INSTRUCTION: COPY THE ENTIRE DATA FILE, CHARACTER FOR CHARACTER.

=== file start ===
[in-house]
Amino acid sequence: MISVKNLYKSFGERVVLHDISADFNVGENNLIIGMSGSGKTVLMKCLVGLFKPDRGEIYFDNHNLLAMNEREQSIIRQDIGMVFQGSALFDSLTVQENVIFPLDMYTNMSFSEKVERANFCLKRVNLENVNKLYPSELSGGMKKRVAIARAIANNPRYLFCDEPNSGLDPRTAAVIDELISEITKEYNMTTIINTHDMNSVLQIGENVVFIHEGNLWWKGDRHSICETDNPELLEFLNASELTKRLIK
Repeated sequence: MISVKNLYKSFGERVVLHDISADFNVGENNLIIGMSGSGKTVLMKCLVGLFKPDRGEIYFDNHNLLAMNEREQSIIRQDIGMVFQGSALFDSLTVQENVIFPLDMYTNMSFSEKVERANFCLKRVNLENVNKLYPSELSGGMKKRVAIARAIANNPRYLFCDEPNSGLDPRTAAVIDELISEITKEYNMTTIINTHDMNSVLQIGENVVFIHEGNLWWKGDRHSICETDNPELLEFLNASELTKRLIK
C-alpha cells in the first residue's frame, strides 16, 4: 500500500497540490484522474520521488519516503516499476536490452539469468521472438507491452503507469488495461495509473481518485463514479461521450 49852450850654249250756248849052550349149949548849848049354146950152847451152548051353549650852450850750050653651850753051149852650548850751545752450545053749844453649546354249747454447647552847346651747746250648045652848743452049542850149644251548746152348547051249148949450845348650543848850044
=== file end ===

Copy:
[in-house]
Amino acid sequence: MISVKNLYKSFGERVVLHDISADFNVGENNLIIGMSGSGKTVLMKCLVGLFKPDRGEIYFDNHNLLAMNEREQSIIRQDIGMVFQGSALFDSLTVQENVIFPLDMYTNMSFSEKVERANFCLKRVNLENVNKLYPSELSGGMKKRVAIARAIANNPRYLFCDEPNSGLDPRTAAVIDELISEITKEYNMTTIINTHDMNSVLQIGENVVFIHEGNLWWKGDRHSICETDNPELLEFLNASELTKRLIK
Repeated sequence: MISVKNLYKSFGERVVLHDISADFNVGENNLIIGMSGSGKTVLMKCLVGLFKPDRGEIYFDNHNLLAMNEREQSIIRQDIGMVFQGSALFDSLTVQENVIFPLDMYTNMSFSEKVERANFCLKRVNLENVNKLYPSELSGGMKKRVAIARAIANNPRYLFCDEPNSGLDPRTAAVIDELISEITKEYNMTTIINTHDMNSVLQIGENVVFIHEGNLWWKGDRHSICETDNPELLEFLNASELTKRLIK
C-alpha cells in the first residue's frame, strides 16, 4: 500500500497540490484522474520521488519516503516499476536490452539469468521472438507491452503507469488495461495509473481518485463514479461521450 49852450850654249250756248849052550349149949548849848049354146950152847451152548051353549650852450850750050653651850753051149852650548850751545752450545053749844453649546354249747454447647552847346651747746250648045652848743452049542850149644251548746152348547051249148949450845348650543848850044